Treasuries show rapid progress towards digital readiness
The DBS Digital Treasurer survey 2020 showed a clear impact of the pandemic initially forcing companies in Asia Pacific to rethink their digital strategies.
Treasurers have continued to respond in this way – leveraging technology to overcome supply chain disruption, from connectivity through Application Programming Interfaces (APIs) to enable remote engagement and eliminate manual workflows in the order-to-settlement journey. In short, treasury teams across industry sectors are clearer than ever about the need to pursue digitalisation.
This is reflected in the shift in priorities for treasuries in terms of digital strategies. For example, says Randy Ou, vice president, group treasury at Alibaba, the weighting of internal projects is even more heavily in favour of managing risk, rather than the previous goal of digitalisation being to drive efficiency.
Axel Hauke, treasury manager at Agrocorp International, agrees with the shift away from reducing costs and inefficiencies with trade finance and logistics partners – yet e-commerce has been the main recipient from his perspective.
In addition to this and other internally focused objectives such as upgrading financial systems and adopting digital workflows, the impact of Covid-19 has been seen across transactions and settlements, as well as reporting and forecasting.
“There is a serious move to digitalisation and we are here to help,” confirms Mark Troutman, group head of sales, global transaction services, at DBS.
And within this new normal landscape, he believes banks are playing a greater role in helping businesses adapt to the reality of a post-pandemic world.
New ways of working
The DBS-Haier digital supply chain financing solution is a case in point: offering same-day financing to distributors of products made by Haier, the Chinese electronics manufacturer, via the company’s own digital supply chain platform.
The Haier solution highlights the far-reaching role of APIs as key to the digital transformation of supply chains. More specifically, the programme with DBS uses 15 separate APIs, facial recognition and remote online account opening to register distributors for approved financing.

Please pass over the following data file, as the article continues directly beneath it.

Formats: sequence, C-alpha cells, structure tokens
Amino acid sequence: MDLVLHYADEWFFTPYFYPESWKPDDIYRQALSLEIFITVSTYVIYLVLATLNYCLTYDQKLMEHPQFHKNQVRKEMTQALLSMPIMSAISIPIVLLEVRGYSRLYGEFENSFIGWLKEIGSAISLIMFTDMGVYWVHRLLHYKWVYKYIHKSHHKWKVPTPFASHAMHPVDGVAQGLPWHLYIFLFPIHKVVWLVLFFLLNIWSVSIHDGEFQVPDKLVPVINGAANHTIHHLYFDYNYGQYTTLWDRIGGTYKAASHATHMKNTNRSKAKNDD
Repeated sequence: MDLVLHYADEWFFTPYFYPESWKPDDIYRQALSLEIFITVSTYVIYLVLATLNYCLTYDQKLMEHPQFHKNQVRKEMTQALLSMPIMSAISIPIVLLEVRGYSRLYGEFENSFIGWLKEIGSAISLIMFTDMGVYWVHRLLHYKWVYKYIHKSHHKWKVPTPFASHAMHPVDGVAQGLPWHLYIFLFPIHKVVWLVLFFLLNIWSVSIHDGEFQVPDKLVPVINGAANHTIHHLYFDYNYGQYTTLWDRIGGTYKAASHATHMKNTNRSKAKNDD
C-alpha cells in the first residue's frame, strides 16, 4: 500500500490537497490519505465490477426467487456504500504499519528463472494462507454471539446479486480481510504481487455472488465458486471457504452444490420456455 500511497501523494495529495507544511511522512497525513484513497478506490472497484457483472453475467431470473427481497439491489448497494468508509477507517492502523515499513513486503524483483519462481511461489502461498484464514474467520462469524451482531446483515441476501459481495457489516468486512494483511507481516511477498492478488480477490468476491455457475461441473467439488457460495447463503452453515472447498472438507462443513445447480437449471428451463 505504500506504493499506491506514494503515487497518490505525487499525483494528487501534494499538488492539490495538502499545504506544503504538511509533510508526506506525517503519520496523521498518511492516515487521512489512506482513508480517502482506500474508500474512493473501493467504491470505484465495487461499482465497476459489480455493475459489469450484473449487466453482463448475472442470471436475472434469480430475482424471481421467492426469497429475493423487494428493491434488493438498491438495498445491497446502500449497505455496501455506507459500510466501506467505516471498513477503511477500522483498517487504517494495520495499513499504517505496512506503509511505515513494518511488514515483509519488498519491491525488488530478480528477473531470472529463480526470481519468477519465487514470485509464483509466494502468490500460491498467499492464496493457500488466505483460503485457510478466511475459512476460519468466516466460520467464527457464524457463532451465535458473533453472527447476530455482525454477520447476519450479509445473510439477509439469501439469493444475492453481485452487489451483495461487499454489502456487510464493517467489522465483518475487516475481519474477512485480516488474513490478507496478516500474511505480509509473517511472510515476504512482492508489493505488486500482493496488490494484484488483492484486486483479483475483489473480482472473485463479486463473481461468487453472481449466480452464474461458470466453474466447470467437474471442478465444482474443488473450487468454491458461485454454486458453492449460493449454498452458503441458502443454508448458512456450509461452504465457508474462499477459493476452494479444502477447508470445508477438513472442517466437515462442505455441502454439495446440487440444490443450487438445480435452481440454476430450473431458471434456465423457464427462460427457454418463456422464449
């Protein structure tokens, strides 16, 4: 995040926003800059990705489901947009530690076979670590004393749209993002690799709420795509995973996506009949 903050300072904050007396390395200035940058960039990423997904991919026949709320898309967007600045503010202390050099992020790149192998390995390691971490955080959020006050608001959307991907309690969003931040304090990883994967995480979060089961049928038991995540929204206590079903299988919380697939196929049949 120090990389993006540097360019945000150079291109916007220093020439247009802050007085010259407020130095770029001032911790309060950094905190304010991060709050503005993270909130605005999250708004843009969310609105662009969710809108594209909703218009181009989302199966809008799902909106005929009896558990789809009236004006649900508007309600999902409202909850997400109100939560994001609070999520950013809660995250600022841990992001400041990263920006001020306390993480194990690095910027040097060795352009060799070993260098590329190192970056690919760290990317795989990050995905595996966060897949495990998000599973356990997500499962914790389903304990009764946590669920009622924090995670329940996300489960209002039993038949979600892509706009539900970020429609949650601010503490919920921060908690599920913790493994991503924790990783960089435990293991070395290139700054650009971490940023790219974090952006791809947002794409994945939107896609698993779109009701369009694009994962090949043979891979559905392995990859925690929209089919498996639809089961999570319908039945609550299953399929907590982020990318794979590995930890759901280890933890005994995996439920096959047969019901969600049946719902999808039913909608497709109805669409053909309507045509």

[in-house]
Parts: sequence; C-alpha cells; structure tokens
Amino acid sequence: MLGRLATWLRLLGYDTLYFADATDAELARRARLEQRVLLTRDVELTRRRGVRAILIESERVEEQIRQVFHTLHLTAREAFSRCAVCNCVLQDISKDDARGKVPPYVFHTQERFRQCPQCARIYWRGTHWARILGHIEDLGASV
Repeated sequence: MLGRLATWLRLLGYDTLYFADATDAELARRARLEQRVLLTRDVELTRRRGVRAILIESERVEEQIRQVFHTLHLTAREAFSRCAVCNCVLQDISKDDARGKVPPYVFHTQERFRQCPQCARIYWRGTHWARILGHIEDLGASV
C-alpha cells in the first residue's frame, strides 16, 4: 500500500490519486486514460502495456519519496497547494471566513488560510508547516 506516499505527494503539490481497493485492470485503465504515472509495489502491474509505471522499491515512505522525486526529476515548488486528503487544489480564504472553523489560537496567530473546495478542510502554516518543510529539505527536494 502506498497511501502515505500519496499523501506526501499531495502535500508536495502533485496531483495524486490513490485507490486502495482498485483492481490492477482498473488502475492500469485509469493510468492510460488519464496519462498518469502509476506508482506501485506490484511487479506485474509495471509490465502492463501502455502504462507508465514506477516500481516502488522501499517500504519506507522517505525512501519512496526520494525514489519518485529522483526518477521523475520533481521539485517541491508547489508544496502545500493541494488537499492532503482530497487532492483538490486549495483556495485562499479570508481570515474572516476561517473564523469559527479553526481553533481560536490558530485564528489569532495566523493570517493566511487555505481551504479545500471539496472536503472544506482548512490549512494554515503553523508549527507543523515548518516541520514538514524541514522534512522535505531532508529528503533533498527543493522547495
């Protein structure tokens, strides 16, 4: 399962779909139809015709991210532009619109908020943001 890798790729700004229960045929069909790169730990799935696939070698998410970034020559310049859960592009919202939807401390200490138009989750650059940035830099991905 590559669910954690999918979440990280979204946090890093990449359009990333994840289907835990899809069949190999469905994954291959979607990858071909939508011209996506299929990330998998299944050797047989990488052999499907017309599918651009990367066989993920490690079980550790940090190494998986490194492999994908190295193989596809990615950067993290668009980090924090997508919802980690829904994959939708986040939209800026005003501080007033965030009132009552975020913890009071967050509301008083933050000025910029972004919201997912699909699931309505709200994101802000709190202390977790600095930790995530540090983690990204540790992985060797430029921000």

“For companies embracing the use of APIs in their businesses, the opportunity to transform their workflows are substantial, says Troutman. “I can only see the pace of adoption increasing rapidly as treasurers and CFOs learn about the technology further.”
For instance, APIs allow organisations to upload trade applications digitally and directly from their own internal platforms, offering an alternative to wet signatures, with enhanced real-time status notification capabilities. As a result, connectivity of treasury, finance and commercial business platforms, with banking solutions via APIs, has become the standard today.
Seng Ti Goh, director at Focal Partners Private, and until March 2021, president of the Association of Corporate Treasurers Singapore, says APIs are touted to be solutions for corporations with multiple systems and legacy set-ups.
At the same time, there is greater use of the cloud as companies intensify their focus on digital – from being used to create new commercial business propositions or migrating from legacy systems to cloud-based treasury and finance systems.
This is helped by what Goh describes as a less costly solution in comparison with five to 10 years ago. “MNCs are finding cloud solutions more compatible and cost effective to their global set-ups.”